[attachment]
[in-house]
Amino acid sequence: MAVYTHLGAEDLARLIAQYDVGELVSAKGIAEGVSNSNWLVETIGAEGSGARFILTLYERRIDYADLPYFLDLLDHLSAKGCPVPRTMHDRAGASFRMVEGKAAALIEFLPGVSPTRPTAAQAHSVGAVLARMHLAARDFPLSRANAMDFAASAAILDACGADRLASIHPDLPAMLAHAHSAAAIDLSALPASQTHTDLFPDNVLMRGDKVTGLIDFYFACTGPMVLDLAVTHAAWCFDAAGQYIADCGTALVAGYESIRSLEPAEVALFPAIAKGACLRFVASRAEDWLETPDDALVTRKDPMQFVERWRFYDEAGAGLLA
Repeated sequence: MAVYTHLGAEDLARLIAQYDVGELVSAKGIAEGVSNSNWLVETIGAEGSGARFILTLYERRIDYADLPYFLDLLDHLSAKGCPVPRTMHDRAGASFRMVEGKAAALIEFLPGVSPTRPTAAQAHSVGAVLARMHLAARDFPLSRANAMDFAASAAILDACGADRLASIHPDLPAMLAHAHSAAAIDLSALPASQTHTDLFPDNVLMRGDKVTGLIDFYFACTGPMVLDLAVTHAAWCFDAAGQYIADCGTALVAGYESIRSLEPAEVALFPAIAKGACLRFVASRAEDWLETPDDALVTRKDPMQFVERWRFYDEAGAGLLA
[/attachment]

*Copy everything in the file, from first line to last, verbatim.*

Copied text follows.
[in-house]
Amino acid sequence: MAVYTHLGAEDLARLIAQYDVGELVSAKGIAEGVSNSNWLVETIGAEGSGARFILTLYERRIDYADLPYFLDLLDHLSAKGCPVPRTMHDRAGASFRMVEGKAAALIEFLPGVSPTRPTAAQAHSVGAVLARMHLAARDFPLSRANAMDFAASAAILDACGADRLASIHPDLPAMLAHAHSAAAIDLSALPASQTHTDLFPDNVLMRGDKVTGLIDFYFACTGPMVLDLAVTHAAWCFDAAGQYIADCGTALVAGYESIRSLEPAEVALFPAIAKGACLRFVASRAEDWLETPDDALVTRKDPMQFVERWRFYDEAGAGLLA
Repeated sequence: MAVYTHLGAEDLARLIAQYDVGELVSAKGIAEGVSNSNWLVETIGAEGSGARFILTLYERRIDYADLPYFLDLLDHLSAKGCPVPRTMHDRAGASFRMVEGKAAALIEFLPGVSPTRPTAAQAHSVGAVLARMHLAARDFPLSRANAMDFAASAAILDACGADRLASIHPDLPAMLAHAHSAAAIDLSALPASQTHTDLFPDNVLMRGDKVTGLIDFYFACTGPMVLDLAVTHAAWCFDAAGQYIADCGTALVAGYESIRSLEPAEVALFPAIAKGACLRFVASRAEDWLETPDDALVTRKDPMQFVERWRFYDEAGAGLLA